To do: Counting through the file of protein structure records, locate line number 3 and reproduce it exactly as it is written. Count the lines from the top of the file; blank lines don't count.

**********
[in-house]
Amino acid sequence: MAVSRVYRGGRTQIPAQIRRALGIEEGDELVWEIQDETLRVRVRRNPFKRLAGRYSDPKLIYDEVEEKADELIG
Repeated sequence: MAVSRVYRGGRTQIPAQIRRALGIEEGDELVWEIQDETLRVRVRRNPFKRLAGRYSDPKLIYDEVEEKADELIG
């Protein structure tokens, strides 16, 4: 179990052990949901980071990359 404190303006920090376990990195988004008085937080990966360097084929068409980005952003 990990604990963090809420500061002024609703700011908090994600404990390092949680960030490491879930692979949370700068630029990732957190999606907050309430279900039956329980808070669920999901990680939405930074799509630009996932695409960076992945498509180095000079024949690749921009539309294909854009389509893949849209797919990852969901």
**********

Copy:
Repeated sequence: MAVSRVYRGGRTQIPAQIRRALGIEEGDELVWEIQDETLRVRVRRNPFKRLAGRYSDPKLIYDEVEEKADELIG